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Race Day September 22, 2018

Healthy Living Expo September 20-21, 2018

Fitness and Healthy Living—keep it simple

, by Dr. Michael Curtin, Medical Director, St. Luke's Sports Medicine

A simple prescription that can do wonders for your health.

We live in the Information Age. Television, radio, print media, and of course, the ever increasing influence of the Internet, inundate us with guidelines and suggestions regarding all sorts of topics. A common topic is that of our individual health.

With so many opinions being offered, one can easily become overwhelmed, and/or or confused.  As a physician, I believe one of my roles for my patients, is to try and simplify the messaging about how we can best optimize our health.  In my mind, the basis for optimal health comes down to three variables.

I believe that exercise is the single most important thing that each of us can do for our individual health.  There is no greater health benefit available, in my opinion, than regular exercise. The level of exercise, the specific activity or activities, and the intensity of exercise varies for each individual. In the Information Age, it is easy to get bogged down in the particulars of one fitness program as compared to another. The specifics of a program, are not nearly as important, however, as the consistency. Exercise that tests the cardiovascular system, in whatever form, 3 to 5 times per week, does more for individual health, than anything else that I, or any other health care provider, can prescribe or administer. If you're exercising as such good for you! Keep it up! If you're not, don't over complicate things. Start slowly but consistently, then build intensity and volume in time. You will soon provide yourself the best medicine available.

There has never been a shortage of opinions regarding both what we should eat and how we should eat it. The Information Age has brought us more such opinions than ever. Here's my opinion--it's the one I share with my patients. Eat Real Food. That is, if you can identify it and know where it came from, it's real. Fruits, vegetables, eggs, milk, meats, cheeses--all food products we know and can identify. Real foods.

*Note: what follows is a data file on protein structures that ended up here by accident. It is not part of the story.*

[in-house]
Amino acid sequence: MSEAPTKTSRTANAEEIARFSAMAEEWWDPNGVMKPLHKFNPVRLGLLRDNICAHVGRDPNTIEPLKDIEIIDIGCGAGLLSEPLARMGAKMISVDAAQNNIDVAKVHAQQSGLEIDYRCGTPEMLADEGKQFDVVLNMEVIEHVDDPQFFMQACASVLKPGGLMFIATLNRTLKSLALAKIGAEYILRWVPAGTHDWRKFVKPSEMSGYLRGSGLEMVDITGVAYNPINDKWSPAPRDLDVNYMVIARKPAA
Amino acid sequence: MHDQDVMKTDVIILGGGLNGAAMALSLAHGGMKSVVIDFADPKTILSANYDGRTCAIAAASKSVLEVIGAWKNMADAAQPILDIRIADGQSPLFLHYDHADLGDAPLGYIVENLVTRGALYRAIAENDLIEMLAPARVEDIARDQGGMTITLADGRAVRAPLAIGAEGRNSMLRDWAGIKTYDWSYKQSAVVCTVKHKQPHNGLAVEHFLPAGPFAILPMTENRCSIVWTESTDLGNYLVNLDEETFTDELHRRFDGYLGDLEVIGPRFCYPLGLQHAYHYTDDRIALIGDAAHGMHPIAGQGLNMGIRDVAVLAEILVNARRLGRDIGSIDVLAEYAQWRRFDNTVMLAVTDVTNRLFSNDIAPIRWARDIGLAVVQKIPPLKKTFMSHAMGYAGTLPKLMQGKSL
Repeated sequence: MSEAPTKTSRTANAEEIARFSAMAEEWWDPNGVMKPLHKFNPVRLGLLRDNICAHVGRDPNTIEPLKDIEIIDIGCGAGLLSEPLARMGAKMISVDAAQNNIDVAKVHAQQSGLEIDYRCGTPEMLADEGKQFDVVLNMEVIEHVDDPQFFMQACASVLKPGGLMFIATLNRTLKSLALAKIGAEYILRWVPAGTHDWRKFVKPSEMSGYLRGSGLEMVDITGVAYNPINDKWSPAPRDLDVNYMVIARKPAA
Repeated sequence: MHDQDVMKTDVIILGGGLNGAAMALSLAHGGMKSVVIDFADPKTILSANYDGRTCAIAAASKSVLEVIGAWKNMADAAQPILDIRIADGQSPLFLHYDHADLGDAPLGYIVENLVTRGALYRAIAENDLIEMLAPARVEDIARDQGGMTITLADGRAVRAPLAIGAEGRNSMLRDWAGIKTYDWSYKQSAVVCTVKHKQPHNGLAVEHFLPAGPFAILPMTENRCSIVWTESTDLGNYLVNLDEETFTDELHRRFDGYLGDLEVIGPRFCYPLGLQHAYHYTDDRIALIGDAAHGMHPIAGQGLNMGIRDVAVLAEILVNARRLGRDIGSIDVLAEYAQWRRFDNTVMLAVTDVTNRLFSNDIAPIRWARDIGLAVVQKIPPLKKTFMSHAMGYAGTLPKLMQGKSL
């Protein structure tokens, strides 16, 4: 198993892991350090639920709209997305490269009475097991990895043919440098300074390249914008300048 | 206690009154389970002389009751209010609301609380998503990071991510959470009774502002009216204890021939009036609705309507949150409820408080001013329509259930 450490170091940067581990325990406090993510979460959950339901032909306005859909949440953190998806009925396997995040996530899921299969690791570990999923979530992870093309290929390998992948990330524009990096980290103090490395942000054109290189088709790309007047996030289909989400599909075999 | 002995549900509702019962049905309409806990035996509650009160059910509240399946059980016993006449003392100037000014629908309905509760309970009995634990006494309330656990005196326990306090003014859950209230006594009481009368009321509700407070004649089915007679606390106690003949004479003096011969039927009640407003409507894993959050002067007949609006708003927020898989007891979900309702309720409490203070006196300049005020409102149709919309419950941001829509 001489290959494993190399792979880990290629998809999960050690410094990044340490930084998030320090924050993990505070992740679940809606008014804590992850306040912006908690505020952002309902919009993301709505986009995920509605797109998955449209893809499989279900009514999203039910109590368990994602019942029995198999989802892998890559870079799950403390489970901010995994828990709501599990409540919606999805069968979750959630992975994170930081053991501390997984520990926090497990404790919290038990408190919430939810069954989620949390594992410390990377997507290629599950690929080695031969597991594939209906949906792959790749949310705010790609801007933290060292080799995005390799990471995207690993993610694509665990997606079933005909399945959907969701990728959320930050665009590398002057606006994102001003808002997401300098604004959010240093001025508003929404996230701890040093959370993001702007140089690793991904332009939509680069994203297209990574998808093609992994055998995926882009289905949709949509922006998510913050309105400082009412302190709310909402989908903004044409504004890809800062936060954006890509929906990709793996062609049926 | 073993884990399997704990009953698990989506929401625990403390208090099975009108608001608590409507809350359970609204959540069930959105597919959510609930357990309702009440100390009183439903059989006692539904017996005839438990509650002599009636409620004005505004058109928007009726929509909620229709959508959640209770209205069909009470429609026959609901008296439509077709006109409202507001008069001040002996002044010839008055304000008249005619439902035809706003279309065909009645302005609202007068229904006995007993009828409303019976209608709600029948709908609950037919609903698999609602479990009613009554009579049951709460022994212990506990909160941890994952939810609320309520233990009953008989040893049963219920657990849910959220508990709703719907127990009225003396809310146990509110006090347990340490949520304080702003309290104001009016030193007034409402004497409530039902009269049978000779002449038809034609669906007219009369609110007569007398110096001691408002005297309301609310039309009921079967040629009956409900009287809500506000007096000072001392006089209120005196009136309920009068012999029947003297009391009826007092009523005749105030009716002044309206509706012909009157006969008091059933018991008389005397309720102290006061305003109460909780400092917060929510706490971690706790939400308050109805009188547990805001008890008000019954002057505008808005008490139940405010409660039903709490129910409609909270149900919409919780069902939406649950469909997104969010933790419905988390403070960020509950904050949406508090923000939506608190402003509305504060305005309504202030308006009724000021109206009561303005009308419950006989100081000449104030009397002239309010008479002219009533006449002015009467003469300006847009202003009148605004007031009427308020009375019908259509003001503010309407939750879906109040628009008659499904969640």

Crackers, cookies, confections, breads, and baked goods, in contrast, are all foods which are processed by comparison, to some extent or another. I encourage my patients to shop around the perimeter of the grocery store. That's where the real foods tend to be found. The center aisles, in contrast, contain the processed foods of food manufacturers, which are significantly processed, and likewise, heavily laden with fats, sugar, and salt. These foods may be tasty, but by and large, are calorically dense, and nutritionally poor. Shop the perimeter, and recognize what it is you're eating. In time, your health will reap the benefits.

We live in a busy world. Seemingly, each of us has an ever-growing list of obligations, commitments, and deadlines. This list readily creates stress. We all know it when we feel it. As a physician, I encourage my patients to have something that they do, that they love, and that they look forward to. For the lucky ones, this activity is exercise. They get the benefits of exercise while they reduce stress. For others, however, exercise is not that stress reliever. For those individuals, I encourage them to find some activity or hobby that they truly love, which they can engage in with regularity. Reading, gardening, fishing, volunteering--the options are endless. The key is to have something to look forward to and to unwind emotionally while engaging in that activity with regularity. It feels good, and it benefits our health when we do it!  More good medicine that involves neither a pill nor a procedure.

FitOne encourages each of us to find a better life through healthy living choices. In the Information Age the opinions offered on how we accomplish this task are endless. Admittedly, I have offered another such opinion. Exercise regularly, eat real food, and make regular time for yourself to do something you really enjoy. A simple prescription that can do wonders for your health.

Dr. Michael Curtin, Medical Director, St. Luke's Sports Medicine


Tags: physical activity,nutrition,life balance,health,fitness,exercise,wellness,stress reduction